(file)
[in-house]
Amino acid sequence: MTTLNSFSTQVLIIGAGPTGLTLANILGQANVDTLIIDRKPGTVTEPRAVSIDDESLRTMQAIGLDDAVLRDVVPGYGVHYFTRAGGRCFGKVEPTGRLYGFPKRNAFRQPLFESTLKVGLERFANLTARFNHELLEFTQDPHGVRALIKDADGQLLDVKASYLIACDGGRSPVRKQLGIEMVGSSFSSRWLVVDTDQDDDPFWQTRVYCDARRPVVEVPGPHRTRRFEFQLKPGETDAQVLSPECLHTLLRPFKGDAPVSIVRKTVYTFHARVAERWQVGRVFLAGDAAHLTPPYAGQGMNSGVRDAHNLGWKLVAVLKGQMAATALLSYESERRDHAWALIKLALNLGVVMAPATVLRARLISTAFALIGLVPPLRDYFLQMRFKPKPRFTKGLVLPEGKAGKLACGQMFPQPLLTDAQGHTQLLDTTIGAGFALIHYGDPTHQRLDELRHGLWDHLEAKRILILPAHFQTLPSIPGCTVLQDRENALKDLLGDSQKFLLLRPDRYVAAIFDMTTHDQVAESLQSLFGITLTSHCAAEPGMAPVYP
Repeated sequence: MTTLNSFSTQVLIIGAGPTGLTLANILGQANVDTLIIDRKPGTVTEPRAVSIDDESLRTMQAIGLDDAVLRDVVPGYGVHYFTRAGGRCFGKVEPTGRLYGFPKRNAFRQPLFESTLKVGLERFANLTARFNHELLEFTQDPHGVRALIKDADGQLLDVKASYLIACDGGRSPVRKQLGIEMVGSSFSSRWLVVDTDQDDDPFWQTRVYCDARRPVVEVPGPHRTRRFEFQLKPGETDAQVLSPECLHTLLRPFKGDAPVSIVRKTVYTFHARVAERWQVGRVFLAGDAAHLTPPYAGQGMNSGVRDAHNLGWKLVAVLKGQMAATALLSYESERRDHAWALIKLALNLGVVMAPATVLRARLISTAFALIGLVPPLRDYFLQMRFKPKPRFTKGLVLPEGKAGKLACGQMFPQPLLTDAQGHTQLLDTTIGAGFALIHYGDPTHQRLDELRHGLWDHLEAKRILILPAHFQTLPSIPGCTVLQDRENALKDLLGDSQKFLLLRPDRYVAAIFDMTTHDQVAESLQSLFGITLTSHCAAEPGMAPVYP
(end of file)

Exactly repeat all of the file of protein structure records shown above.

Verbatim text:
[in-house]
Amino acid sequence: MTTLNSFSTQVLIIGAGPTGLTLANILGQANVDTLIIDRKPGTVTEPRAVSIDDESLRTMQAIGLDDAVLRDVVPGYGVHYFTRAGGRCFGKVEPTGRLYGFPKRNAFRQPLFESTLKVGLERFANLTARFNHELLEFTQDPHGVRALIKDADGQLLDVKASYLIACDGGRSPVRKQLGIEMVGSSFSSRWLVVDTDQDDDPFWQTRVYCDARRPVVEVPGPHRTRRFEFQLKPGETDAQVLSPECLHTLLRPFKGDAPVSIVRKTVYTFHARVAERWQVGRVFLAGDAAHLTPPYAGQGMNSGVRDAHNLGWKLVAVLKGQMAATALLSYESERRDHAWALIKLALNLGVVMAPATVLRARLISTAFALIGLVPPLRDYFLQMRFKPKPRFTKGLVLPEGKAGKLACGQMFPQPLLTDAQGHTQLLDTTIGAGFALIHYGDPTHQRLDELRHGLWDHLEAKRILILPAHFQTLPSIPGCTVLQDRENALKDLLGDSQKFLLLRPDRYVAAIFDMTTHDQVAESLQSLFGITLTSHCAAEPGMAPVYP
Repeated sequence: MTTLNSFSTQVLIIGAGPTGLTLANILGQANVDTLIIDRKPGTVTEPRAVSIDDESLRTMQAIGLDDAVLRDVVPGYGVHYFTRAGGRCFGKVEPTGRLYGFPKRNAFRQPLFESTLKVGLERFANLTARFNHELLEFTQDPHGVRALIKDADGQLLDVKASYLIACDGGRSPVRKQLGIEMVGSSFSSRWLVVDTDQDDDPFWQTRVYCDARRPVVEVPGPHRTRRFEFQLKPGETDAQVLSPECLHTLLRPFKGDAPVSIVRKTVYTFHARVAERWQVGRVFLAGDAAHLTPPYAGQGMNSGVRDAHNLGWKLVAVLKGQMAATALLSYESERRDHAWALIKLALNLGVVMAPATVLRARLISTAFALIGLVPPLRDYFLQMRFKPKPRFTKGLVLPEGKAGKLACGQMFPQPLLTDAQGHTQLLDTTIGAGFALIHYGDPTHQRLDELRHGLWDHLEAKRILILPAHFQTLPSIPGCTVLQDRENALKDLLGDSQKFLLLRPDRYVAAIFDMTTHDQVAESLQSLFGITLTSHCAAEPGMAPVYP